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I have a file which needs to be parsed. Although the problem is semmingly simple i am not getting any headway. The problem is following. the file contains data in a chunk of some 20-22 lines and then it is followed by unknown number of blank lines and then again chunk of 20-22 lines. i need to make a datastructure of theses chucks of data. I have tried the following

File f1 = new File(PATH_TO_TRAINING_FILE);
FileInputStream fis1 = new FileInputStream(f1);
readerTrainingFile = new BufferedReader(new InputStreamReader(fis1));
String trainLine;
while (( trainLine =readerTrainingFile.readLine()) != null) {
    ArrayList<String> train = new ArrayList<String>();
    while (!trainLine.trim().equals("")) {
        train.add(trainLine);
        trainLine =readerTrainingFile.readLine();
    }
    while (readerTrainingFile.readLine().trim().equals("")) {
    }
}

So the problem with the above code is while in the third while loop when i finish checking for the blank line then, the pointer of the read line move to the first non-space line of the next chunk. So, when my control reaches the first while loop, it skips two lines of the data i want. I am really sorry if the question is really easy. I am stuck on it for 2 days now. Thanks for any help.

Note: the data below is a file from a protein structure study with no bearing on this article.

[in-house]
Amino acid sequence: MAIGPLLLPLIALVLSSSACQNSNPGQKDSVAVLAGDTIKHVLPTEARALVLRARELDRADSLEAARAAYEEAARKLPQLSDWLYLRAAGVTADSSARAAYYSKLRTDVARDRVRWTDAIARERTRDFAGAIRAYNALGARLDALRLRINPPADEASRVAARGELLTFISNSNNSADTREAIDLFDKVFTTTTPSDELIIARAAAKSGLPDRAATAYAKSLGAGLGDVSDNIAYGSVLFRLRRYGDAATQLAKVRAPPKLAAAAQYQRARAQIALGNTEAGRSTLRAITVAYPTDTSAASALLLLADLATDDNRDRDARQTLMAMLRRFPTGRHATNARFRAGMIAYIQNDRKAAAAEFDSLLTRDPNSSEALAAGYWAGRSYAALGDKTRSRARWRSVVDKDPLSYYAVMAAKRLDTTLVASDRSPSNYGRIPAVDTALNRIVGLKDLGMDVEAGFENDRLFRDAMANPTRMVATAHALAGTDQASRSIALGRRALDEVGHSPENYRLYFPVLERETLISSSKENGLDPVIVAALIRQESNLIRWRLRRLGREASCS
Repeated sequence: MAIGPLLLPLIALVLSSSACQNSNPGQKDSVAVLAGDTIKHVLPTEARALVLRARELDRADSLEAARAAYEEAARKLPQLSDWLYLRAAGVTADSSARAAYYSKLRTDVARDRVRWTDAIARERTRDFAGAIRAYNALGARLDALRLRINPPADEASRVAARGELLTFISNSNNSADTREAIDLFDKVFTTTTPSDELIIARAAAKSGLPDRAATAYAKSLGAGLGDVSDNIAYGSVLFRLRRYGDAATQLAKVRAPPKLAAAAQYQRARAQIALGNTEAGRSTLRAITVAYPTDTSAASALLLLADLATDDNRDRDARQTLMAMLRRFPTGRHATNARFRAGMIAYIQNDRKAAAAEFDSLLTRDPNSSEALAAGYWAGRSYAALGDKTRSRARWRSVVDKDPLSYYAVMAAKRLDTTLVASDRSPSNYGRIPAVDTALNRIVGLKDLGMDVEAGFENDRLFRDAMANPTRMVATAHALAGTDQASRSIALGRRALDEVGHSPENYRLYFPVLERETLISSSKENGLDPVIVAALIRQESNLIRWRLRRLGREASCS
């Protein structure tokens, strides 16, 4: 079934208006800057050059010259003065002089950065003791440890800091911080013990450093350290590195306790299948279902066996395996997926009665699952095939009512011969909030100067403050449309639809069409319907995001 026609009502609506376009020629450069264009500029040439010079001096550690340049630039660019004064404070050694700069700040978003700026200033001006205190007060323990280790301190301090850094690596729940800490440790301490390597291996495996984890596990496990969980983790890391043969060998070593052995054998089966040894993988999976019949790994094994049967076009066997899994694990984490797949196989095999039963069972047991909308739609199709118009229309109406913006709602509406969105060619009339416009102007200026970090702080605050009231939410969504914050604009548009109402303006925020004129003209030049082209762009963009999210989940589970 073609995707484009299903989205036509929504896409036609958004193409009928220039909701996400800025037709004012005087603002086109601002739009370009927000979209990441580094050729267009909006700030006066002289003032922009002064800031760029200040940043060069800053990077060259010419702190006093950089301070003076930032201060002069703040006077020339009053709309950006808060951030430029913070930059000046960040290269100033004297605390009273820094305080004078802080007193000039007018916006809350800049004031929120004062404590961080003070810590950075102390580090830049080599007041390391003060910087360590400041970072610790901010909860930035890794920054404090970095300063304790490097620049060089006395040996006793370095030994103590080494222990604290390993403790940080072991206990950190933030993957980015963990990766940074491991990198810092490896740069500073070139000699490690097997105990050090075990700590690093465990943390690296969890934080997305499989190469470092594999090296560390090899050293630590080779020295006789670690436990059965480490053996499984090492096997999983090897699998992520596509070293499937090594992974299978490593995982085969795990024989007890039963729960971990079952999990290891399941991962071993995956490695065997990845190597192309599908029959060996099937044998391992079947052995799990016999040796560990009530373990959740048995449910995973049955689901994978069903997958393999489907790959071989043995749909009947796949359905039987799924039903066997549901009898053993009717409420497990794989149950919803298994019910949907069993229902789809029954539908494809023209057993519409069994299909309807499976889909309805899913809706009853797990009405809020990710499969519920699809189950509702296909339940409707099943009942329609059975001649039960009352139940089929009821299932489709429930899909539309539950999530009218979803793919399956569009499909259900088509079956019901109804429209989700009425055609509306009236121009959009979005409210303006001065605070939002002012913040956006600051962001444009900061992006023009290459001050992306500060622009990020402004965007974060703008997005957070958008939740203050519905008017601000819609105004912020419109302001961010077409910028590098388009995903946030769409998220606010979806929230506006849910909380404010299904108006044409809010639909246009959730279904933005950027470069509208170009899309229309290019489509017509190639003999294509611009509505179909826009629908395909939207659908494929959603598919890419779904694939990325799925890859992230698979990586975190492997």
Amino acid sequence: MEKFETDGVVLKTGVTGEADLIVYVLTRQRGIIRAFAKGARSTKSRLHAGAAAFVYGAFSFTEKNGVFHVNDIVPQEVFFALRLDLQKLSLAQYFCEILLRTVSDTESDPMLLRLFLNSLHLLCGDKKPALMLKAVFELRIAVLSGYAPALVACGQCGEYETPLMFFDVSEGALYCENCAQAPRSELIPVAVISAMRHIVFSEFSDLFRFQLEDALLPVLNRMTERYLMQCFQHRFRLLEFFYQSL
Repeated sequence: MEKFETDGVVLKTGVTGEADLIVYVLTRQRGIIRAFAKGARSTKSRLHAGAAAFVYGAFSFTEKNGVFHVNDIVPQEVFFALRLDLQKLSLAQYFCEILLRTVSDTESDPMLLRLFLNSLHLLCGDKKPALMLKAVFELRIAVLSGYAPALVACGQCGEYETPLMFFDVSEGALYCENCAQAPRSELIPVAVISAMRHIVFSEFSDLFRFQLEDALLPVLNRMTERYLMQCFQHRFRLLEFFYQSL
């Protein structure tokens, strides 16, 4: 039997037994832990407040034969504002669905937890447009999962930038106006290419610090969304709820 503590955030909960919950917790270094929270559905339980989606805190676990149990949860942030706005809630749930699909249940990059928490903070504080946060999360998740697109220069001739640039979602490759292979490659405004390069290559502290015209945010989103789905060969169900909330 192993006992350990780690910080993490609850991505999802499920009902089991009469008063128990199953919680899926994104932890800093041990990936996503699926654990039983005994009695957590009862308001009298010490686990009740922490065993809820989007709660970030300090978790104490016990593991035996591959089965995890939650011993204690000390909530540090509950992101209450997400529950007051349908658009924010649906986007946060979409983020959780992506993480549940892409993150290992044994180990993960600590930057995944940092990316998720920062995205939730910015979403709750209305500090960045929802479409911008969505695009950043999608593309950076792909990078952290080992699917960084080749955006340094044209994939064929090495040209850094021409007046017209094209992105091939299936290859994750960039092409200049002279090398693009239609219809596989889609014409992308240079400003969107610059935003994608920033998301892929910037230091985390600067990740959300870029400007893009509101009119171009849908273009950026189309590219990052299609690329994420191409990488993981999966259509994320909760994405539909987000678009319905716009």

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5 Answers 5

Refactor this so the line readerTrainingFile.readLine() appears only once in your program. Nested while loops are a great way to make life miserable for yourself. Use a continue statement if you need to skip lines. For debugging, System.out.println(trainLine) to see what you are reading and possibly skipping each time. These steps should solve your problem.

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Thanks, I will try to do this. –  shaun Dec 4 '12 at 23:08

Consider something like this

List<List<String>> trains = new ArrayList<List<String>>();
List<String> curTrain = null;
while (( trainLine=readerTrainingFile.readLine()) != null) {
    if (!trainLine.trim().equals(""))
        curTrain = null;
    else 
    {
        if (curTrain == null)
        {
            curTrain = new ArrayList<String>();
            trains.add(curTrain);
        }
        curTrain.add(trainLine)
    }
}